I Saw A Film!
This is one of those situations where I return to a film I quite liked back when it was new and I was a much more naive viewer. As often happens, there were things I liked, things I didn’t like as much, and some remarkable obvious crap that I overlooked back when I was twenty-two or so.
Look at this starring line-up: Tom Hulce (Animal House, Amadeus), Harry Dean Stanton, Mary Elizabeth Mastrantonio, she of Carmen Miranda eyes, Virginia Madsen (Dune, Sideways), who continues to wow in whatever she’s in, Adam Ant (Freaking Adam Ant!), and even John Doe (of of west coast punk legends X). Also, the film opens with a Stanard Ridgeway song (just off his stint with Wall of Voodoo, always a favorite) plus some other faux punk rock bits sprinkled about. It was a hard item to ignore! There’s only about three seconds of actual slam dancing by some really overly made up performers–they look straight out of A Clockwork Orange.
The quick of it is that it’s a fair noir whodunnit. The lovely, though rather banal (“I wanted change, but I’m always the same”) Yolanda turns up deaded and Hulce’s character, Drood-a cartoonist, is lead suspect. Harry Dean is Officer Smiley, following him around and John Doe another copper is nastily causing him pains. Meanwhile x-wife Mastrantonio is trying to maintain her distance with their adorbs daughter (never marry an artist) and Drood keeps falling into one weird situation after another as he sloppily tries to uncover what happened to his sometimes mistress. Drood is more clumsy private eye than he is distressed former boyfriend and by the time a pistol falls into his hands you’re wishing someone would slap some sense into him.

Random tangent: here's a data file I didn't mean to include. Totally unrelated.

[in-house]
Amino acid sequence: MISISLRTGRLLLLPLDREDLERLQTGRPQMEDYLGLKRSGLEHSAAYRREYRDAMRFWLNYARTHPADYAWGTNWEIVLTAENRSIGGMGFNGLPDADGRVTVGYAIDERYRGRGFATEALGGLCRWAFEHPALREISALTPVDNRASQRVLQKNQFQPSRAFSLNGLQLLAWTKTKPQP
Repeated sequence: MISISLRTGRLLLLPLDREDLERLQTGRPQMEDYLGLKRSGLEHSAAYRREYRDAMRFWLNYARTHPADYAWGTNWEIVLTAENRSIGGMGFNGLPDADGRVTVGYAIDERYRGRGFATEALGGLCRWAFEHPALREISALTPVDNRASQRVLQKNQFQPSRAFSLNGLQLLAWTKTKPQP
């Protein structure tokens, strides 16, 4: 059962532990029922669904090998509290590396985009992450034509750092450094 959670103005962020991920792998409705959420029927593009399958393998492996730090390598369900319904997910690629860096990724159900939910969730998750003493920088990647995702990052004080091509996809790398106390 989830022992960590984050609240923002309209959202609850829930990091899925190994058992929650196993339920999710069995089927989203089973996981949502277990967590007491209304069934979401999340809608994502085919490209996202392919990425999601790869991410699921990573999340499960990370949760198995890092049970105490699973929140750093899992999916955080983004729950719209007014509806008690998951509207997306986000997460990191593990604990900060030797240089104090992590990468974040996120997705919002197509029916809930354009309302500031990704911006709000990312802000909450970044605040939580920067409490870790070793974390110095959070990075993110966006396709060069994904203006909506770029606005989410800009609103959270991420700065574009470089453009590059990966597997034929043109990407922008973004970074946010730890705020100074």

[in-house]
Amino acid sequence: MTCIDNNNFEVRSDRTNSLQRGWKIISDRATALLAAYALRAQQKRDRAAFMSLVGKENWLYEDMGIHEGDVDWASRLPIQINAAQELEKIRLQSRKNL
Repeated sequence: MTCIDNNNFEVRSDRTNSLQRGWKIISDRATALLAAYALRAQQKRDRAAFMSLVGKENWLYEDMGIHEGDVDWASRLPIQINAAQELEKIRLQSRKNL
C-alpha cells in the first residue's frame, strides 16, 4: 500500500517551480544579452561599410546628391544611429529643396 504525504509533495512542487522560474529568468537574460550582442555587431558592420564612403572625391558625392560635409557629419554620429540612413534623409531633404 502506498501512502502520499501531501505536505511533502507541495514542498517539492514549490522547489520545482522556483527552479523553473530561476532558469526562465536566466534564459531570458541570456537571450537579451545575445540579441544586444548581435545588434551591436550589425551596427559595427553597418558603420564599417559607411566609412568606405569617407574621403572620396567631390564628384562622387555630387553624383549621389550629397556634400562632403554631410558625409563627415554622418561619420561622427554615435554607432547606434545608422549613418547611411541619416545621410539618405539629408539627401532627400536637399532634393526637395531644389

It’s the 80s and one glance at Yolanda’s hair says it all (ladies and their pooffy hair). Adam Ant doesn’t sing or dance, he does tell a couple of jokes that don’t land however. Drood soon runs afoul of some thugs who seem like they’ve watched Blue Velvet too much, and overall the film seems to owe a lot, stylistically, to our favorite/most-hated director David Lynch, but possibly with a touch less casual invitation of peril.
What I like about the film is that the bad guys feel like they’re inept (in a Jarmusch way) and the reveal has the feel of something practical while with that Chinatown bigness to it, and cobbled together (from lots of favorites!). What I didn’t like is that Hulce overacts a lot of his scenes. I get he’s supposed to be under a lot of duress, but he’s harder to take than he is in Amadeus with all that cackling. It plain, feels wrong–shed a goddamned tear, what are you a psycho? No wonder Officer Smiley thinks you did it!
This old treat is running free on Prime and you get a step by step of making Egg Tempera paint and that’s worth something. Look at Virginia there on that lobby card – holy cow!